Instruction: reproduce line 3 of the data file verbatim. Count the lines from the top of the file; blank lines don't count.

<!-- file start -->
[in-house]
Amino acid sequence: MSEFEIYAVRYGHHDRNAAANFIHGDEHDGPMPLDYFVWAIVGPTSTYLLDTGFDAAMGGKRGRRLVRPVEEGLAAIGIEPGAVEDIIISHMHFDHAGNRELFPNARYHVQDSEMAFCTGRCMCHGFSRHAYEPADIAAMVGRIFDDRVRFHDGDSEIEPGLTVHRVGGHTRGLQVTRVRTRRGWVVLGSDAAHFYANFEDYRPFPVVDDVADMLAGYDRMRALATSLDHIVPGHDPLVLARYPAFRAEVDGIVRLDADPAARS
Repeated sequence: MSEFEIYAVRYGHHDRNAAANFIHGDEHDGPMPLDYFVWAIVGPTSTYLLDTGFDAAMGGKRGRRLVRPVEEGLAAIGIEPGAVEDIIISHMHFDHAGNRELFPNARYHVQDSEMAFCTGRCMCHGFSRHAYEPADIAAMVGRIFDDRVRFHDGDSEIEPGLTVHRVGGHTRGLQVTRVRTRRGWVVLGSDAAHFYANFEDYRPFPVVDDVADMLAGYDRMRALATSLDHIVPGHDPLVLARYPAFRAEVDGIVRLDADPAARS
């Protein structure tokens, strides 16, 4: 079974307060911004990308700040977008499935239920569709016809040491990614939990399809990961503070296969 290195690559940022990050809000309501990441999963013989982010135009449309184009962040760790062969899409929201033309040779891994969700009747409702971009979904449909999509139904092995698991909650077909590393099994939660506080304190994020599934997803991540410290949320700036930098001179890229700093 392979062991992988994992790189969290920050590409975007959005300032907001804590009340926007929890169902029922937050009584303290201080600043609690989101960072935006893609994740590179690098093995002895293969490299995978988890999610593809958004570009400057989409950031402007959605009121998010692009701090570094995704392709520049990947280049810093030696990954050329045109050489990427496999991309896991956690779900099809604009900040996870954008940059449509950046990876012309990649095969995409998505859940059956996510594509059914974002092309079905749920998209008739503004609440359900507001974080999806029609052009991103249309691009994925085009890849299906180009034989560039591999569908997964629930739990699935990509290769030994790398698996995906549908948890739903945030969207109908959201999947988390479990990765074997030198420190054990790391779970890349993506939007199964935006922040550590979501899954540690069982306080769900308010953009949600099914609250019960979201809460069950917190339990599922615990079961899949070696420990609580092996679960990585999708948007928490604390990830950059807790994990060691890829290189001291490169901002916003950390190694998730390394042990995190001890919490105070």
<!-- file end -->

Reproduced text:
Repeated sequence: MSEFEIYAVRYGHHDRNAAANFIHGDEHDGPMPLDYFVWAIVGPTSTYLLDTGFDAAMGGKRGRRLVRPVEEGLAAIGIEPGAVEDIIISHMHFDHAGNRELFPNARYHVQDSEMAFCTGRCMCHGFSRHAYEPADIAAMVGRIFDDRVRFHDGDSEIEPGLTVHRVGGHTRGLQVTRVRTRRGWVVLGSDAAHFYANFEDYRPFPVVDDVADMLAGYDRMRALATSLDHIVPGHDPLVLARYPAFRAEVDGIVRLDADPAARS